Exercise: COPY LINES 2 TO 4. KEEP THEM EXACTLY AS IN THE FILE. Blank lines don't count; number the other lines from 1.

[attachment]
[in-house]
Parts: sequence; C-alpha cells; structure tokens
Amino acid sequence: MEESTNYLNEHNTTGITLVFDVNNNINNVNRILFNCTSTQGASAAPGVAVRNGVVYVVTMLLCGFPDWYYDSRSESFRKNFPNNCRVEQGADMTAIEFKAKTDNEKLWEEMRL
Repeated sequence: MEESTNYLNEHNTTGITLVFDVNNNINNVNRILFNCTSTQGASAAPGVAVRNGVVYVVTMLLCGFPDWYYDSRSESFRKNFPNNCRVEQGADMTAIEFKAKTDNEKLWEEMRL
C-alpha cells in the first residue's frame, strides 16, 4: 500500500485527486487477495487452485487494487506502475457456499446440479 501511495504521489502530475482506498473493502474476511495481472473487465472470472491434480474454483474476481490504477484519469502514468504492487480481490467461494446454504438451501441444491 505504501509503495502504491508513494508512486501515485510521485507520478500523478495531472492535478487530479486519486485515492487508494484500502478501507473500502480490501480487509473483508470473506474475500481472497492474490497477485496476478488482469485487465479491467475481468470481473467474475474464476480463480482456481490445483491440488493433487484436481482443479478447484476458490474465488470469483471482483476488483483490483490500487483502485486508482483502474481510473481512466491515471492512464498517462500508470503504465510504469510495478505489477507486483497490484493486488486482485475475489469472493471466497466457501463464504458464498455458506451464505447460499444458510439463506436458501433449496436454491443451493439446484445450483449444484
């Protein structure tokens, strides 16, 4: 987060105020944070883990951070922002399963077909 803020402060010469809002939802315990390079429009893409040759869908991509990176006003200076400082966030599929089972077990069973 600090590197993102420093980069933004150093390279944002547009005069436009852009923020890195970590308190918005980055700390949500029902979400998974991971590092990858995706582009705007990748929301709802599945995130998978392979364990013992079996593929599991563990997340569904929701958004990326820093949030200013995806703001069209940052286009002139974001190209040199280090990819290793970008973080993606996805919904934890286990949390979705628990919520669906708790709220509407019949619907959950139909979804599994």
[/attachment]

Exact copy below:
Parts: sequence; C-alpha cells; structure tokens
Amino acid sequence: MEESTNYLNEHNTTGITLVFDVNNNINNVNRILFNCTSTQGASAAPGVAVRNGVVYVVTMLLCGFPDWYYDSRSESFRKNFPNNCRVEQGADMTAIEFKAKTDNEKLWEEMRL
Repeated sequence: MEESTNYLNEHNTTGITLVFDVNNNINNVNRILFNCTSTQGASAAPGVAVRNGVVYVVTMLLCGFPDWYYDSRSESFRKNFPNNCRVEQGADMTAIEFKAKTDNEKLWEEMRL